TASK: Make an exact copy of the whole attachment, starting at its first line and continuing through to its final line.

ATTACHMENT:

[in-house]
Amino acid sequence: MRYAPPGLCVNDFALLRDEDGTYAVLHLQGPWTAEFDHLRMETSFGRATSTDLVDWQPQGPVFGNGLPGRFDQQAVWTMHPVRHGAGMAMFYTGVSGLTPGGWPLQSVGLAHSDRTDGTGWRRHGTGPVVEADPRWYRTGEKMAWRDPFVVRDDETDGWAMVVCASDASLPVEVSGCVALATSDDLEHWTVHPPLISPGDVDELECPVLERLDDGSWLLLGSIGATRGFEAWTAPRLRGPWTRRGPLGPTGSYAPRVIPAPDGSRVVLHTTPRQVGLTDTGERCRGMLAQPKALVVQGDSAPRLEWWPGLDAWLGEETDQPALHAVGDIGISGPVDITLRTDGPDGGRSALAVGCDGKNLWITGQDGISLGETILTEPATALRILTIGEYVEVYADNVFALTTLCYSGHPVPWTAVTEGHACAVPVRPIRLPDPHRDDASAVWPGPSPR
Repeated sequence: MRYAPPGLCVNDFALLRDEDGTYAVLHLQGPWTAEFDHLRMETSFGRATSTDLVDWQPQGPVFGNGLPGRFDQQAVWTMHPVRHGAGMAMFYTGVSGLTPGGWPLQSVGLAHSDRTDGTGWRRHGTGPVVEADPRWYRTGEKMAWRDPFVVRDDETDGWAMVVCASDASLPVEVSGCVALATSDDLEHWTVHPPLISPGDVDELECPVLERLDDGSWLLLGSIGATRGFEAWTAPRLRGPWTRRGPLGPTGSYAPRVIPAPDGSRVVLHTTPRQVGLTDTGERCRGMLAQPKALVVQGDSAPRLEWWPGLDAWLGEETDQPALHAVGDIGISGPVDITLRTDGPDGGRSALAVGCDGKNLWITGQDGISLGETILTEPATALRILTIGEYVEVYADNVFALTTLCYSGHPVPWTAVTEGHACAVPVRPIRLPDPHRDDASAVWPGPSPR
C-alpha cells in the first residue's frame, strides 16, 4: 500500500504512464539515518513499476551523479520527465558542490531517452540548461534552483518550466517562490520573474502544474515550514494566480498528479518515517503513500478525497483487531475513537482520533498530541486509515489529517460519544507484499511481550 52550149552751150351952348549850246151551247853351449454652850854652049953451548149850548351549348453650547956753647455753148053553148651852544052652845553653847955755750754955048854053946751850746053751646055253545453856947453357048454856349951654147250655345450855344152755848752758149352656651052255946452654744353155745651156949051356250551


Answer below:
[in-house]
Amino acid sequence: MRYAPPGLCVNDFALLRDEDGTYAVLHLQGPWTAEFDHLRMETSFGRATSTDLVDWQPQGPVFGNGLPGRFDQQAVWTMHPVRHGAGMAMFYTGVSGLTPGGWPLQSVGLAHSDRTDGTGWRRHGTGPVVEADPRWYRTGEKMAWRDPFVVRDDETDGWAMVVCASDASLPVEVSGCVALATSDDLEHWTVHPPLISPGDVDELECPVLERLDDGSWLLLGSIGATRGFEAWTAPRLRGPWTRRGPLGPTGSYAPRVIPAPDGSRVVLHTTPRQVGLTDTGERCRGMLAQPKALVVQGDSAPRLEWWPGLDAWLGEETDQPALHAVGDIGISGPVDITLRTDGPDGGRSALAVGCDGKNLWITGQDGISLGETILTEPATALRILTIGEYVEVYADNVFALTTLCYSGHPVPWTAVTEGHACAVPVRPIRLPDPHRDDASAVWPGPSPR
Repeated sequence: MRYAPPGLCVNDFALLRDEDGTYAVLHLQGPWTAEFDHLRMETSFGRATSTDLVDWQPQGPVFGNGLPGRFDQQAVWTMHPVRHGAGMAMFYTGVSGLTPGGWPLQSVGLAHSDRTDGTGWRRHGTGPVVEADPRWYRTGEKMAWRDPFVVRDDETDGWAMVVCASDASLPVEVSGCVALATSDDLEHWTVHPPLISPGDVDELECPVLERLDDGSWLLLGSIGATRGFEAWTAPRLRGPWTRRGPLGPTGSYAPRVIPAPDGSRVVLHTTPRQVGLTDTGERCRGMLAQPKALVVQGDSAPRLEWWPGLDAWLGEETDQPALHAVGDIGISGPVDITLRTDGPDGGRSALAVGCDGKNLWITGQDGISLGETILTEPATALRILTIGEYVEVYADNVFALTTLCYSGHPVPWTAVTEGHACAVPVRPIRLPDPHRDDASAVWPGPSPR
C-alpha cells in the first residue's frame, strides 16, 4: 500500500504512464539515518513499476551523479520527465558542490531517452540548461534552483518550466517562490520573474502544474515550514494566480498528479518515517503513500478525497483487531475513537482520533498530541486509515489529517460519544507484499511481550 52550149552751150351952348549850246151551247853351449454652850854652049953451548149850548351549348453650547956753647455753148053553148651852544052652845553653847955755750754955048854053946751850746053751646055253545453856947453357048454856349951654147250655345450855344152755848752758149352656651052255946452654744353155745651156949051356250551